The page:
Attorney General William Barr has ordered the Bureau of Prisons to schedule executions for five federal inmates in the next six months, the first time in more than 16 years that the federal government will use capital punishment. The Department of Justice announced Barr’s order in a statement on Thursday.
“Under Administrations of both parties, the Department of Justice has sought the death penalty against the worst criminals, including these five murderers, each of whom was convicted by a jury of his peers after a full and fair proceeding,” Barr said. “We owe it to the victims and their families to carry forward the sentence imposed by our justice system.”
The executions are set to take place in December and January. Daniel Lewis Lee is set to be put to death first, on December 9. Lee was convicted of murdering a family of three and plotting to overthrow the government in pursuit of founding a new, white supremacist nation, the Aryan Peoples’ Republic.
Execution dates were also set for Lezmond Mitchell, convicted of murdering 63-year-old grandmother and her nine-year-old grandaughter, Wesley Ira Purkey, convicted of the rape and murder of a 16-year-old, Alfred Bourgeois, convicted of murdering his his two-and-a-half-year-old daughter, and Dustin Lee Honken, convicted of killing five people, including a mother and her two daughters.
The DOJ confirmed it would use a single drug — the potent sedative pentobarbital, prescribed to treat epilepsy and insomnia — rather than the three-drug cocktail previously used for federal and state executions. Manufacturers and suppliers of the three drugs, including pentobarbital, have protested their use for capital punishment in the past.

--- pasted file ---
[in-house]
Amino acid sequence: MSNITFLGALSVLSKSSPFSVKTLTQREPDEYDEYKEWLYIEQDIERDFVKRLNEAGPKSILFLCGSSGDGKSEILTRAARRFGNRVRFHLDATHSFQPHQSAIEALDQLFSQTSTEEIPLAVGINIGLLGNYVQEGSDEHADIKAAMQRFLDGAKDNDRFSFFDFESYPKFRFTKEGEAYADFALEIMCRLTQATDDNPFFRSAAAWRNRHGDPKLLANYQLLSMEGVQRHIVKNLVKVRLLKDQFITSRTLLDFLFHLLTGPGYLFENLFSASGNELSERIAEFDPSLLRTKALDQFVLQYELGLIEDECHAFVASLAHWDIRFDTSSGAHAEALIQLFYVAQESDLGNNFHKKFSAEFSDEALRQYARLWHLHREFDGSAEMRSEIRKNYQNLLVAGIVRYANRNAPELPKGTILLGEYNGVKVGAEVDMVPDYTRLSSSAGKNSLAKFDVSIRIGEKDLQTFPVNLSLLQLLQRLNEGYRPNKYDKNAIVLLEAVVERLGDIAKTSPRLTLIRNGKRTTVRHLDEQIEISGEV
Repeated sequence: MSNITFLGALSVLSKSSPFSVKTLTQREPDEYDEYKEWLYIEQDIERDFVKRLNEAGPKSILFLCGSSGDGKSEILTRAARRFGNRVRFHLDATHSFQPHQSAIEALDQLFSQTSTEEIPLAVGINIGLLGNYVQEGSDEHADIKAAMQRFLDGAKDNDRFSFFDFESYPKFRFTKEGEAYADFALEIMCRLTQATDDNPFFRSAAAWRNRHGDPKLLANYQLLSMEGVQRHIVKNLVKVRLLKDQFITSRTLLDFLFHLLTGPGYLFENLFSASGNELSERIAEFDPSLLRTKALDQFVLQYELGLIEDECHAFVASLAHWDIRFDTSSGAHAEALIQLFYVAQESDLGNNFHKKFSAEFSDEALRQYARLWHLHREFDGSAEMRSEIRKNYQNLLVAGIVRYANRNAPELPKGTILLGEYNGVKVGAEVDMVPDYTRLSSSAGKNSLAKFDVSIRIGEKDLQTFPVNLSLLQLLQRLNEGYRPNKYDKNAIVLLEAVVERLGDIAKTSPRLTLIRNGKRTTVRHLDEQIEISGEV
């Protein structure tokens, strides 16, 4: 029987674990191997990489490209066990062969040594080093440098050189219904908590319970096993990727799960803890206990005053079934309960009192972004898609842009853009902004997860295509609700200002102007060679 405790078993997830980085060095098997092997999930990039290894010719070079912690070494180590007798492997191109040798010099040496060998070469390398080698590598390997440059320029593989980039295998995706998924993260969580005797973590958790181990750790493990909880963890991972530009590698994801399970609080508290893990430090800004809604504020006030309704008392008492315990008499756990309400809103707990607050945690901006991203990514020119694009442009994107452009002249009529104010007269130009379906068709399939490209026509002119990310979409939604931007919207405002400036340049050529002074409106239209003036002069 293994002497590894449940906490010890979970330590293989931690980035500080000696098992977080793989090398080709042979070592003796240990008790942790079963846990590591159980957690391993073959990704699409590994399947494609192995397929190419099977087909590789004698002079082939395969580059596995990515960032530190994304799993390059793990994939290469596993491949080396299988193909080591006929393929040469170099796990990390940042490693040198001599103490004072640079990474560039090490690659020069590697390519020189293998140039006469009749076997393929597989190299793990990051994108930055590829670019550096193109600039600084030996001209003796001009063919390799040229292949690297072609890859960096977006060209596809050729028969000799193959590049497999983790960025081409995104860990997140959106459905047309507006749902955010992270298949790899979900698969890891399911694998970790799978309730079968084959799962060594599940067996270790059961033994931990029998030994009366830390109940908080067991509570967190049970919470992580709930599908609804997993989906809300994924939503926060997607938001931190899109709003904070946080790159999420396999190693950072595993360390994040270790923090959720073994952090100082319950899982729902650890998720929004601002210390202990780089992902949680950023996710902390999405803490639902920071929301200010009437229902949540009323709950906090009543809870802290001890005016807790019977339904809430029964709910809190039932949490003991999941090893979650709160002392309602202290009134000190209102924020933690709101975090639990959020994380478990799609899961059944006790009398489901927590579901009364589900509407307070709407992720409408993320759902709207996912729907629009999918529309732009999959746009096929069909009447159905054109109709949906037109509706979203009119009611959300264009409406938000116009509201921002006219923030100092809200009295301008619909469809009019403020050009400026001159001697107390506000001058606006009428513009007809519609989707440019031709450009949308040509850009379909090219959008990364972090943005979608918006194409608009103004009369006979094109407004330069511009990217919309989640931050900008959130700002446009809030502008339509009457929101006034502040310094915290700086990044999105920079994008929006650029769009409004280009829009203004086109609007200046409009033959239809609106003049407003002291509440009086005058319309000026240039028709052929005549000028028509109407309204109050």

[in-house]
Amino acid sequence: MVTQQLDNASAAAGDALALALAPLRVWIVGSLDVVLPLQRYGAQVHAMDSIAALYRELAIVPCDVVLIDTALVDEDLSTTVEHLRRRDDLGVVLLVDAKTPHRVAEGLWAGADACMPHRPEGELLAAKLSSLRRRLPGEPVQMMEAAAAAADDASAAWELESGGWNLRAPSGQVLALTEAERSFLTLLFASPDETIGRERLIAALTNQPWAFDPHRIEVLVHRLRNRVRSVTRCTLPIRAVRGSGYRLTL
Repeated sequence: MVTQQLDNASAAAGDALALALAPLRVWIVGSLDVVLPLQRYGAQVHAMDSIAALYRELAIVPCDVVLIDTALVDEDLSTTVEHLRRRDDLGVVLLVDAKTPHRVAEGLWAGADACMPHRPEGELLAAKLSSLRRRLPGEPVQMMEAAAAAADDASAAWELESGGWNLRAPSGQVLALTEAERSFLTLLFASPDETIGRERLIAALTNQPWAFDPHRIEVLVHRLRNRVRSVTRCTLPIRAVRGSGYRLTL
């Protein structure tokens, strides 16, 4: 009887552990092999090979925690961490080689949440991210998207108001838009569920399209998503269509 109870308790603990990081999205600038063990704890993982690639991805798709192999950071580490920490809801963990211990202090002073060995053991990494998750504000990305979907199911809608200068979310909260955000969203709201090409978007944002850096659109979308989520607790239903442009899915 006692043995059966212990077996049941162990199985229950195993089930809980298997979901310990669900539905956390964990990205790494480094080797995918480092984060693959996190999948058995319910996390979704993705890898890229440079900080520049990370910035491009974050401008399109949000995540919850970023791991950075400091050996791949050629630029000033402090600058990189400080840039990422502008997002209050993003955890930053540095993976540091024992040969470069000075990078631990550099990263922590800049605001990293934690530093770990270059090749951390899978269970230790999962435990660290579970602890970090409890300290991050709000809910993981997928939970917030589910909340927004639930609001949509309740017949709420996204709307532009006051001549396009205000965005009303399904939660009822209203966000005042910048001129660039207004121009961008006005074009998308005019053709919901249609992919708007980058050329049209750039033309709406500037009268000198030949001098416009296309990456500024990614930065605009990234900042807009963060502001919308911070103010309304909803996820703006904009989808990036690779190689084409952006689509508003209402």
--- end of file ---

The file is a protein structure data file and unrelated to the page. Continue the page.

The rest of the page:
Support for the death penalty has dwindled in recent years. It stands at 56 in favor and 41 percent opposed as of 2018, according to Gallup. That’s down from an all-time high of 80 percent support, 19 percent opposition in 1995. The decline in support for capital punishment has come as the number of exonerations of death row inmates have increased in recent years. Since 1973, 166 former death-row inmates have been exonerated, according to the Death Penalty Information Center.
The last person executed by the federal government was Louis Jones Jr., a U.S. Army soldier put to death in 2003 after he was convicted of the rape and murder of another soldier. He was one of three individuals executed during George W. Bush’s presidency; before Bush no federal inmates had been put to death since 1963. (As governor of Texas, Bush presided over the executions of 154 prisoners, a record, at the time, for any governor in U.S. history. The record was broken by his predecessor, Rick Perry, now Secretary of Energy.)
Almost every Democratic presidential candidate opposes the death penalty. Former Vice President Joe Biden, who has supported capital punishment in the past, has indicated that support might be softening, and Montana Gov. Steve Bullock has said he supports it in specific circumstances.
According to the Death Penalty Information Center, there are a total of 62 people who are awaiting execution for federal crimes, Boston bomber Dzhokhar Tsarnaev and Charleston church shooter Dylann Roof among them. Nine of those prisoners are from states that have abolished the death penalty.